Unemployment in Black Cities: Cleveland, Ohio
As part of our continuing series, we look at black unemployment in the much-maligned Rust Belt city.
Cleveland is one of the “blackest” municipalities in the Rust Belt.
According to the Census Department, African-Americans formed a majority there in 2010, at over 53% of the population. This dwarfed the white demographic (37%) and especially the Hispanic community (10%). The heavy black representation outpaced that of rival city Cincinnati and was far higher than in the populous state capital of Columbus.
People of color have long called Cleveland home. Much of this is due to the city’s economic development; situated on the Ohio and Erie Canal and with good access to markets both east and west, it became one of the early industrial centers in its region. This attracted unskilled black laborers from the South looking for work, and as the city grew these individuals stayed and prospered with it.
But the good times didn’t last. A migration of a different sort began in the twentieth century, with manufacturing jobs finding their way overseas to countries with much lower labor and production costs. As a result, Cleveland began a long, slow decline that saw many of its once-busy factories stand idle and eventually rot away. The city and its decay into ugly irrelevance became a token of urban failure and a punch line for comedians.
[ALSO READ: Unemployment In Black Atlanta]
The city has recovered, but that recuperation has been a long time coming. As is often the case, during the hard years the city’s blacks suffered disproportionately. According to a study conducted by the Economic Policy Institute, before the Great Recession hit a few years ago, the African-American population in the Cleveland metro area suffered from one of the highest unemployment rates of any municipality in this country, at almost 15% of its total population.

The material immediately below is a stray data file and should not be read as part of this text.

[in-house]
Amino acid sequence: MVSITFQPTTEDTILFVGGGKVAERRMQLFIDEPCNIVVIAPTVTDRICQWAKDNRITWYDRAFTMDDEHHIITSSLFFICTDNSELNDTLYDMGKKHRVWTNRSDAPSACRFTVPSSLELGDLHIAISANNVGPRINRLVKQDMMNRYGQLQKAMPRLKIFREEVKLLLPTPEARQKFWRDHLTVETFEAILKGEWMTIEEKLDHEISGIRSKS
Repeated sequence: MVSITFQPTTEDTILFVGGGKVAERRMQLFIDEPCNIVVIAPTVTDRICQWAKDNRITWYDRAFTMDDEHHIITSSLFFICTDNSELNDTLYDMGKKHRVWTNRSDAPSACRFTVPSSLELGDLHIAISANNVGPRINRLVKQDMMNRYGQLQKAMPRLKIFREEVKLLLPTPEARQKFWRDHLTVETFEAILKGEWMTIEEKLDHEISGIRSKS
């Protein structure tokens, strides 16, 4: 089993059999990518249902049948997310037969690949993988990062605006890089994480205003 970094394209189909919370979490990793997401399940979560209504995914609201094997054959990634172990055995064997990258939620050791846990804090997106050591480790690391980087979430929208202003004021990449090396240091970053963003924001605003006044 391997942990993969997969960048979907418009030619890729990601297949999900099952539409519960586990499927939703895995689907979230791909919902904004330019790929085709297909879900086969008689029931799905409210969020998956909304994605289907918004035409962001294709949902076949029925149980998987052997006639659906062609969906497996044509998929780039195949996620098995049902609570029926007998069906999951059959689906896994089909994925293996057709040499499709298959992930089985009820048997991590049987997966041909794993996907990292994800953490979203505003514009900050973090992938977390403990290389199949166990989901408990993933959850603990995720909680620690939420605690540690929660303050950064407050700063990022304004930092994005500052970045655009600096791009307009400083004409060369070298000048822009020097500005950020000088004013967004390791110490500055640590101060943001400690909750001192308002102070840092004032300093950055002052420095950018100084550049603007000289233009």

With the general economic slowdown in the US, that number grew even higher to over 18% in 2010. Whites had it much better than their brethren of color; the city’s ratio of unemployed blacks to Caucasians was a steep 2.4, the sixth-highest out of the 29 cities tracked in the EPI’s study.
The city’s not out of the woods yet, but there seems to be a clearing in sight. Several economic sectors in the metropolis have been taking on workers, particularly information technology. Cleveland officials made a concentrated effort to attract companies operating in the sector and the effort seems to be paying off. Last summer, in fact, Businessweek named it the American city with the biggest growth rate in tech jobs.
Meanwhile, Cleveland also benefits from being a longtime center of the medical industry, thanks in no small part to its well-renowned institutions such as the MetroHealth Center and Case Western Reserve University, which is home to some of the top researchers in the field. All told, Cleveland is doing better on the employment front than its state and its country: Cleveland metro had an unemployment rate of 6.7% this past May, beating Ohio’s 7.3% and America’s 8.2%.
More promisingly for the city’s black community is one statistic buried fairly deep in the Census Department’s figures. More than one-quarter of Cleveland’s businesses – 26%, to be precise – are owned by African-Americans. That’s surely a positive for the job-hunting members of the community, who’ve struggled to find work in the recent past.